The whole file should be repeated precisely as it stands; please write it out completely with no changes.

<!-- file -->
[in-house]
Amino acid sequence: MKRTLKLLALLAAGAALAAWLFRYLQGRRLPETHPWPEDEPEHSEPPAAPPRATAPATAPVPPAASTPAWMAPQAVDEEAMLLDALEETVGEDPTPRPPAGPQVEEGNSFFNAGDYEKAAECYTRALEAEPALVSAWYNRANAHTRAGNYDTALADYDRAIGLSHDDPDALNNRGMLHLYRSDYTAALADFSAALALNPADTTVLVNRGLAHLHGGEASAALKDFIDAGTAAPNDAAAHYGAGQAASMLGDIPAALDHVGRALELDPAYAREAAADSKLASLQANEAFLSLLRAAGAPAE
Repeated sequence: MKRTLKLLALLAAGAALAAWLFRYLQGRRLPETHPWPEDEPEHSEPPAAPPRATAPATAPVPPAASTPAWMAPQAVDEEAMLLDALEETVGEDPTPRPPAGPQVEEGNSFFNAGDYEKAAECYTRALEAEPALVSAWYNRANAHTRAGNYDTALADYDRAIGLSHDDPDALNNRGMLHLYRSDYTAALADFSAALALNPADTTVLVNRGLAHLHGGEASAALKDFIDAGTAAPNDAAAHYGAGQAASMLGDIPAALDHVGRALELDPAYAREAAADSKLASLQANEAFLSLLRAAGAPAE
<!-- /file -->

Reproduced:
[in-house]
Amino acid sequence: MKRTLKLLALLAAGAALAAWLFRYLQGRRLPETHPWPEDEPEHSEPPAAPPRATAPATAPVPPAASTPAWMAPQAVDEEAMLLDALEETVGEDPTPRPPAGPQVEEGNSFFNAGDYEKAAECYTRALEAEPALVSAWYNRANAHTRAGNYDTALADYDRAIGLSHDDPDALNNRGMLHLYRSDYTAALADFSAALALNPADTTVLVNRGLAHLHGGEASAALKDFIDAGTAAPNDAAAHYGAGQAASMLGDIPAALDHVGRALELDPAYAREAAADSKLASLQANEAFLSLLRAAGAPAE
Repeated sequence: MKRTLKLLALLAAGAALAAWLFRYLQGRRLPETHPWPEDEPEHSEPPAAPPRATAPATAPVPPAASTPAWMAPQAVDEEAMLLDALEETVGEDPTPRPPAGPQVEEGNSFFNAGDYEKAAECYTRALEAEPALVSAWYNRANAHTRAGNYDTALADYDRAIGLSHDDPDALNNRGMLHLYRSDYTAALADFSAALALNPADTTVLVNRGLAHLHGGEASAALKDFIDAGTAAPNDAAAHYGAGQAASMLGDIPAALDHVGRALELDPAYAREAAADSKLASLQANEAFLSLLRAAGAPAE